FOOD PANGS: NRAI wants the government to clearly define food aggregator platforms like Zomato, Swiggy in e-commerce policy
A dual goods and services tax (GST) rate, giving an option of claiming input tax credit (ITC), akin to the real estate sector, is among the key demands the National Restaurant Association of India (NRAI) to the government. This approach will allow food service players to choose between a 5% rate without ITC and 12% rate with ITC depending on the nature and impact of GST on their respective businesses.
Samir Kuckreja, trustee, NRAI, said that the India food service industry is the third largest at $61 billion in 2018-19, after retail and insurance, contributed an estimated Rs 18,000 crore in taxes. “We are strongly advocating for a dual GST rate for the food service industry. GST came into force from November 2017 and what has happened is that growth has only slowed down in terms of new outlets. That’s because there is no ITC on capital on capital expenditure (capex) as a result, if restaurant players are opening lesser number of new outlets compared to pre-GST levels as it involves spending more money. Accordingly, profitability of restaurateurs has been impacted,” said Kuckreja.
While non-liquor food and beverage (F&B) players contribute the major part in taxes at 38%, input tax credit contributes 33% and liquor contributes 23%, NRAI said in its latest food service report. The apex body is also of the view that the tax contribution, as per NRAI data, has become stagnant post GST implementation. Thus, the government’s assumption of a potential increase in tax collections post reducing the GST rate from 18% with ITC to 5% without ITC has not worked as expected.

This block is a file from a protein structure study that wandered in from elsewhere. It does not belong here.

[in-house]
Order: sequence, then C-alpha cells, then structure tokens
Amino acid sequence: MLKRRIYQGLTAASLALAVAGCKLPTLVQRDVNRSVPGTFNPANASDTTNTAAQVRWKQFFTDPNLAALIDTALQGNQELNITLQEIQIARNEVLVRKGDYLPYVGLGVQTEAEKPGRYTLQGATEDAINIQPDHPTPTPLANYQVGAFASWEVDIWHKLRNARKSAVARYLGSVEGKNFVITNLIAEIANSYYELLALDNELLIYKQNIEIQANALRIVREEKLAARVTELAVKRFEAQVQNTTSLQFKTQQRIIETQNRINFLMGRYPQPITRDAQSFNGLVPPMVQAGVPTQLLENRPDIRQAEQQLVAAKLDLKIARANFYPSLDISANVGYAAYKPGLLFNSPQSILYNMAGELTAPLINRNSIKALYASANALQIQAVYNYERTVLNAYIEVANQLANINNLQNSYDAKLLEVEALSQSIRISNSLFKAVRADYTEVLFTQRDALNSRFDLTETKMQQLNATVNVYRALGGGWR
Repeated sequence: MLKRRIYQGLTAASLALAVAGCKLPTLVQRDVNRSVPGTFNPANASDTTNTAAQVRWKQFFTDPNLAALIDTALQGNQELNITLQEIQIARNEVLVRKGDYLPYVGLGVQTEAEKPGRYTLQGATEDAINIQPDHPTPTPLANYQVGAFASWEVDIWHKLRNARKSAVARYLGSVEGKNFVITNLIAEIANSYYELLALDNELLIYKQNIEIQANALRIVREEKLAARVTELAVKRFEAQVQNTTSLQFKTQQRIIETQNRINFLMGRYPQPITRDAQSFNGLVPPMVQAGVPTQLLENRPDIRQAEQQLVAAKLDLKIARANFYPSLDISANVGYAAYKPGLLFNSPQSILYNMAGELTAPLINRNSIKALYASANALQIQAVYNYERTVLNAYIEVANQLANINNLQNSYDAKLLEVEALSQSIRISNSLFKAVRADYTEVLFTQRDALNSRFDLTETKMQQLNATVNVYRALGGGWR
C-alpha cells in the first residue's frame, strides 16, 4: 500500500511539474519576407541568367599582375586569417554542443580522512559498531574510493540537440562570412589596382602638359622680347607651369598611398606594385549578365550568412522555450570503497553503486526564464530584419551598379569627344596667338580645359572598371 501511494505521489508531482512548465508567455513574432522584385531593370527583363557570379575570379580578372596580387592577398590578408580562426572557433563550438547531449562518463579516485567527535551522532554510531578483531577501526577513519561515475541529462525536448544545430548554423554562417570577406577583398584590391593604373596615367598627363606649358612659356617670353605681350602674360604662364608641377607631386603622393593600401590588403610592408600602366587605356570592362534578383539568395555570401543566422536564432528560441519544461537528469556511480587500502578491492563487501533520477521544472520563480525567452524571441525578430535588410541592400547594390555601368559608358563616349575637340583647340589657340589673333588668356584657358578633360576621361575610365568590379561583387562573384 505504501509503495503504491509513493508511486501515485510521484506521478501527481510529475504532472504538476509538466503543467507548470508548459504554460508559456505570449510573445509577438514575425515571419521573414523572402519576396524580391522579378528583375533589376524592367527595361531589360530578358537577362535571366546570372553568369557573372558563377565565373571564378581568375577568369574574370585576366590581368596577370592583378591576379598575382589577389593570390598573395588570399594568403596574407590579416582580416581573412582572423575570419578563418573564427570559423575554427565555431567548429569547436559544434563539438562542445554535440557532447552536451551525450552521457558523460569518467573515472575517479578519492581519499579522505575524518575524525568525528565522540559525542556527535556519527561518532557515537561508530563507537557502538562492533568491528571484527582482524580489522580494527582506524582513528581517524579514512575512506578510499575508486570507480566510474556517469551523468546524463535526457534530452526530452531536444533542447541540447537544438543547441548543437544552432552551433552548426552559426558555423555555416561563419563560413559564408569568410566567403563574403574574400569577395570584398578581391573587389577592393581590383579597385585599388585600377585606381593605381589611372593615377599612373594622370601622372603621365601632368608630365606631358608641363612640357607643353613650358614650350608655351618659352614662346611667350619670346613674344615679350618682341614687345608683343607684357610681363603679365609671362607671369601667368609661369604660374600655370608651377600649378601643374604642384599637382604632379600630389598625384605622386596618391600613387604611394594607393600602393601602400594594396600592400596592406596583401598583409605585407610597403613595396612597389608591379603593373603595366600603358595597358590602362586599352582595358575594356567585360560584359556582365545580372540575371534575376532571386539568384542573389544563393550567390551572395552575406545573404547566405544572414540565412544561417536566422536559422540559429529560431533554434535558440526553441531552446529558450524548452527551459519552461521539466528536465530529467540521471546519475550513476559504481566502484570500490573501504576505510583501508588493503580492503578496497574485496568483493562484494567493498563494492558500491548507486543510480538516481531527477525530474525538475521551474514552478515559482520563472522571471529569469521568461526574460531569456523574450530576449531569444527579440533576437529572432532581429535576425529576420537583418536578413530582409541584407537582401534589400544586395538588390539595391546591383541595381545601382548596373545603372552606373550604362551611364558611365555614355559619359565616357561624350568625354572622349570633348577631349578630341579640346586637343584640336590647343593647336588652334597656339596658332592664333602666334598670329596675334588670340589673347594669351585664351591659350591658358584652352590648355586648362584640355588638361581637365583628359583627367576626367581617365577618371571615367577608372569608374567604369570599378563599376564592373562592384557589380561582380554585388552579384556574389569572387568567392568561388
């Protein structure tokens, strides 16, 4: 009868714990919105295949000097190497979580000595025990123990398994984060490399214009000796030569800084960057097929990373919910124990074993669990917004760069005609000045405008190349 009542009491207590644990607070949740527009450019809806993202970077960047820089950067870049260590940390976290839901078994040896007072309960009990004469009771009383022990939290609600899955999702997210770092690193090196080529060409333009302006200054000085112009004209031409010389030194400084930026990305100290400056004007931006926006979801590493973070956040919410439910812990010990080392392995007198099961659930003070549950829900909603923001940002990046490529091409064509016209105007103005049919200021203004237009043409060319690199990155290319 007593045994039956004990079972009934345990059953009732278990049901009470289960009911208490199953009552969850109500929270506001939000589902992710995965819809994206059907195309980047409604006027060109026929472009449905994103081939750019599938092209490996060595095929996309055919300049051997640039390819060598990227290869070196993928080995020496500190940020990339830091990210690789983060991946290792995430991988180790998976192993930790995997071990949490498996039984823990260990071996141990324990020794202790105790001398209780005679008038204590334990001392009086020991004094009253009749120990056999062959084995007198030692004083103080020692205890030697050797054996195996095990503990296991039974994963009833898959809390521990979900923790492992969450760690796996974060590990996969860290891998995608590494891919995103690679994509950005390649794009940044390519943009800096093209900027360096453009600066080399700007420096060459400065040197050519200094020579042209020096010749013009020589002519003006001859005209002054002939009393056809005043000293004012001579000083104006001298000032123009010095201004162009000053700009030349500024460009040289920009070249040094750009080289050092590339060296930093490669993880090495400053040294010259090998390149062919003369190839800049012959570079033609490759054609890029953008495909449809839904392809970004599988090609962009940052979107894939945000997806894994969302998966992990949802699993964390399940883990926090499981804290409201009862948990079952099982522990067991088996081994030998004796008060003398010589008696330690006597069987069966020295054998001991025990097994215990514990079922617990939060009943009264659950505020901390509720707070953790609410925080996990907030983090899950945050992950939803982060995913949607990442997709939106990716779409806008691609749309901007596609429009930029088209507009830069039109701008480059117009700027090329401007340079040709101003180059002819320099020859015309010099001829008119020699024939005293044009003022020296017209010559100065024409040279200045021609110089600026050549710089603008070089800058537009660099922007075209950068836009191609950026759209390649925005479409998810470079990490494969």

“We are actively pursuing the dual GST plan and hoping for the government’s support in this matter,” said the hospitality industry veteran, former NRAI president and founder of hospitality and retail sector advisory/ consultancy Tasanaya Hospitality.
Anurag Katriar, head of NRAI’s Mumbai chapter, and executive director and chief executive officer, DeGustibus Hospitality Pvt Ltd, said the current GST regime for the food service industry is a akin to the composition scheme. “We collect (tax) and pay (the government) and there is nothing in between. The pain point for a restaurateur is that GST paid on renting a real estate space is very different from Mumbai to Varanasi and that can alter the contour of our business. It’s a dual whammy as on one side the project cost is increasing because there is no input tax credit and on the other side margins are getting constrained,” said Katriar.
Another area that needs attention is online platforms like Zomato and Swiggy that are driving the food delivery business for the industry while dumping private equity money to fund discounts. “It is creating a bit of an unfair situation and that’s a concern. Data masking (by online food delivery platforms) is another crucial aspect that needs to be looked into very seriously,” said Katriar. While NRAI is continuously engaging with the food delivery aggregators on addressing issues including the cloud kitchen and private label operations, there has been no change on the ground as such. “Unless that comprehensive e-commerce policy comes, I don’t see a major shift happening. That’s because it’s a status quo in a way until that policy is notified,” said Katriar.